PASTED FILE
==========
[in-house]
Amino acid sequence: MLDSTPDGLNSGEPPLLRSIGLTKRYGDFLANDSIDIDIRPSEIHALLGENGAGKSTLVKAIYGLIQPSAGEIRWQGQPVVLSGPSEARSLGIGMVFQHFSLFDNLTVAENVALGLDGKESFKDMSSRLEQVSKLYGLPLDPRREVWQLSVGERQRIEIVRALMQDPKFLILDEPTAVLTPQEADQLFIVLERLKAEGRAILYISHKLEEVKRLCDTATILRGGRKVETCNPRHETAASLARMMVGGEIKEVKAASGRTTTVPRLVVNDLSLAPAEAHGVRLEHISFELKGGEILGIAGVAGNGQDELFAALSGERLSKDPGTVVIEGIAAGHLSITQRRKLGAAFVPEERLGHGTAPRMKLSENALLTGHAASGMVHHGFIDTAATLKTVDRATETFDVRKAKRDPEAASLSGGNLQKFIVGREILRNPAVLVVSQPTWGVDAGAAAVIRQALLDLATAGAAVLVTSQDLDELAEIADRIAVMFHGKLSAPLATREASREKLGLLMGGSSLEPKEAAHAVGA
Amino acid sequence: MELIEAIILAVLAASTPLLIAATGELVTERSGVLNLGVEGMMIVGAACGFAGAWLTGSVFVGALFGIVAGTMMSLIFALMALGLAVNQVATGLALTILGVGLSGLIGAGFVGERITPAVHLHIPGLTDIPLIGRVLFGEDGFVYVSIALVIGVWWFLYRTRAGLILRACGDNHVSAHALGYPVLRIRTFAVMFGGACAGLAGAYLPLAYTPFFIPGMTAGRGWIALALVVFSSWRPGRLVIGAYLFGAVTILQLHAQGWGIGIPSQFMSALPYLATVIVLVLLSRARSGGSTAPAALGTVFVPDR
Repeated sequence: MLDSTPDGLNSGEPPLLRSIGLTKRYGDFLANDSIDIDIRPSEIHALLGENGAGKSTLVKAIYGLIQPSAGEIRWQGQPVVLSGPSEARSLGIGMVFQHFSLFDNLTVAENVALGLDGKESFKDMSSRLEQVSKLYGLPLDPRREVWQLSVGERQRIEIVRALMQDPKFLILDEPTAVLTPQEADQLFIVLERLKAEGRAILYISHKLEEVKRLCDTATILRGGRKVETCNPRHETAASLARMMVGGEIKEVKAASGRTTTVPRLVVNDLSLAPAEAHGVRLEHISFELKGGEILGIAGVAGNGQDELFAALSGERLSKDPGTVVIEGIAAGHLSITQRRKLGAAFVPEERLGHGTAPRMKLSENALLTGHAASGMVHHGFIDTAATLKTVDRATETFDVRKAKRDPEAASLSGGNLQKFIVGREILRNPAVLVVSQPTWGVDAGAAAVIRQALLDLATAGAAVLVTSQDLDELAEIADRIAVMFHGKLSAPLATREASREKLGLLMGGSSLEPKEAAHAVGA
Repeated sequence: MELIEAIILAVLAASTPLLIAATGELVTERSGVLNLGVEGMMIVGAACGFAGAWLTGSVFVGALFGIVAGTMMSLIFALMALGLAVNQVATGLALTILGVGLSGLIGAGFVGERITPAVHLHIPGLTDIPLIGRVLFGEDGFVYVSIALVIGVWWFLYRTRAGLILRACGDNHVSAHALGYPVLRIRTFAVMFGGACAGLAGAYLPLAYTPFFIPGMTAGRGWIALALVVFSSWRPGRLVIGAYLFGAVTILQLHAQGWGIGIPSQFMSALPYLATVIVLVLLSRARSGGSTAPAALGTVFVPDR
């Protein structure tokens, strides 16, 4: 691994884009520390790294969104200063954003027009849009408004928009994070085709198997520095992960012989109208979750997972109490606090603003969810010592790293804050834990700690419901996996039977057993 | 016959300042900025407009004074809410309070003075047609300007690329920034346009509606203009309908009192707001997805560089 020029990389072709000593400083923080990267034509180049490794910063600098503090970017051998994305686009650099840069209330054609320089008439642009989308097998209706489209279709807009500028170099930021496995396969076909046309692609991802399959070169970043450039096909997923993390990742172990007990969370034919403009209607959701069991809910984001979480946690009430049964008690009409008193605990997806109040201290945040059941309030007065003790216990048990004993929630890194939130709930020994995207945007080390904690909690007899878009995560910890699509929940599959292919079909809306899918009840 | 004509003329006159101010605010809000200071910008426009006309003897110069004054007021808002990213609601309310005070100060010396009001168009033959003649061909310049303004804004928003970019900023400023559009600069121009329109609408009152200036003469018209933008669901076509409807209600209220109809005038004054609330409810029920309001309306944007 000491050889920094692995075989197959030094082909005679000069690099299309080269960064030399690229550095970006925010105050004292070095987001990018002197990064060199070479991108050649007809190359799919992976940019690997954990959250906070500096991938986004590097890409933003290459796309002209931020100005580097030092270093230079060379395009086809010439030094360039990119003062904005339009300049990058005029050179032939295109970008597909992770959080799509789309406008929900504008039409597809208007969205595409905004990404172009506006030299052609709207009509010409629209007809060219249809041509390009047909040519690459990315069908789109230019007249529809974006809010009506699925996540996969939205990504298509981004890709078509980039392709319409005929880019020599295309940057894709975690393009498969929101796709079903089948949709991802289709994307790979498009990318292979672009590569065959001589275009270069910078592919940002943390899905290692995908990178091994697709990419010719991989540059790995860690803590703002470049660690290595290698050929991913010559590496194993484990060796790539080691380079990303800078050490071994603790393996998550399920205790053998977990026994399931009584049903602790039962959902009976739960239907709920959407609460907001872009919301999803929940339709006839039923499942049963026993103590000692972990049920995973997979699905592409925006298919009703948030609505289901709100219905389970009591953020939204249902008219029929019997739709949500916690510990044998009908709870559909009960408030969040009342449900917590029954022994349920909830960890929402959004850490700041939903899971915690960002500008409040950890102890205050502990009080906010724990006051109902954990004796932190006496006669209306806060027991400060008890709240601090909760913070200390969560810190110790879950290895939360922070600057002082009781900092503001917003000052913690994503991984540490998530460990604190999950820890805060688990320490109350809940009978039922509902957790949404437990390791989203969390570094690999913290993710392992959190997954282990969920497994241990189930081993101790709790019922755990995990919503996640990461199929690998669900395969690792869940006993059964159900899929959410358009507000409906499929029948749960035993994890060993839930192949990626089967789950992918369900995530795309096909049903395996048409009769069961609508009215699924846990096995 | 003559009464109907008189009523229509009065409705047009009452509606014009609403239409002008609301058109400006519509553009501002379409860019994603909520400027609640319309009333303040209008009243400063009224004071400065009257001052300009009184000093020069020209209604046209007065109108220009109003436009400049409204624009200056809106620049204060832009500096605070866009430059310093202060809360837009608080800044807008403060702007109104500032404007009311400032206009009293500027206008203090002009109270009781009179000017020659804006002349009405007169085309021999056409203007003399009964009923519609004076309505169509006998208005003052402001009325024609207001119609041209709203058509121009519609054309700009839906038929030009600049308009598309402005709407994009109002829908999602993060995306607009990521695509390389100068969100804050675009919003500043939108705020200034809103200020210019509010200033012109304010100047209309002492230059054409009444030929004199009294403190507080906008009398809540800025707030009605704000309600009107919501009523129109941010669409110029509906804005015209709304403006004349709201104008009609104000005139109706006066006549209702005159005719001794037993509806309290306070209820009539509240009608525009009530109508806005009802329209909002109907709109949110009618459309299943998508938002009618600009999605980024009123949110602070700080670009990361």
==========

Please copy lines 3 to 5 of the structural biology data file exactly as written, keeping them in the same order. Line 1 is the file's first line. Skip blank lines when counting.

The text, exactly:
Amino acid sequence: MELIEAIILAVLAASTPLLIAATGELVTERSGVLNLGVEGMMIVGAACGFAGAWLTGSVFVGALFGIVAGTMMSLIFALMALGLAVNQVATGLALTILGVGLSGLIGAGFVGERITPAVHLHIPGLTDIPLIGRVLFGEDGFVYVSIALVIGVWWFLYRTRAGLILRACGDNHVSAHALGYPVLRIRTFAVMFGGACAGLAGAYLPLAYTPFFIPGMTAGRGWIALALVVFSSWRPGRLVIGAYLFGAVTILQLHAQGWGIGIPSQFMSALPYLATVIVLVLLSRARSGGSTAPAALGTVFVPDR
Repeated sequence: MLDSTPDGLNSGEPPLLRSIGLTKRYGDFLANDSIDIDIRPSEIHALLGENGAGKSTLVKAIYGLIQPSAGEIRWQGQPVVLSGPSEARSLGIGMVFQHFSLFDNLTVAENVALGLDGKESFKDMSSRLEQVSKLYGLPLDPRREVWQLSVGERQRIEIVRALMQDPKFLILDEPTAVLTPQEADQLFIVLERLKAEGRAILYISHKLEEVKRLCDTATILRGGRKVETCNPRHETAASLARMMVGGEIKEVKAASGRTTTVPRLVVNDLSLAPAEAHGVRLEHISFELKGGEILGIAGVAGNGQDELFAALSGERLSKDPGTVVIEGIAAGHLSITQRRKLGAAFVPEERLGHGTAPRMKLSENALLTGHAASGMVHHGFIDTAATLKTVDRATETFDVRKAKRDPEAASLSGGNLQKFIVGREILRNPAVLVVSQPTWGVDAGAAAVIRQALLDLATAGAAVLVTSQDLDELAEIADRIAVMFHGKLSAPLATREASREKLGLLMGGSSLEPKEAAHAVGA
Repeated sequence: MELIEAIILAVLAASTPLLIAATGELVTERSGVLNLGVEGMMIVGAACGFAGAWLTGSVFVGALFGIVAGTMMSLIFALMALGLAVNQVATGLALTILGVGLSGLIGAGFVGERITPAVHLHIPGLTDIPLIGRVLFGEDGFVYVSIALVIGVWWFLYRTRAGLILRACGDNHVSAHALGYPVLRIRTFAVMFGGACAGLAGAYLPLAYTPFFIPGMTAGRGWIALALVVFSSWRPGRLVIGAYLFGAVTILQLHAQGWGIGIPSQFMSALPYLATVIVLVLLSRARSGGSTAPAALGTVFVPDR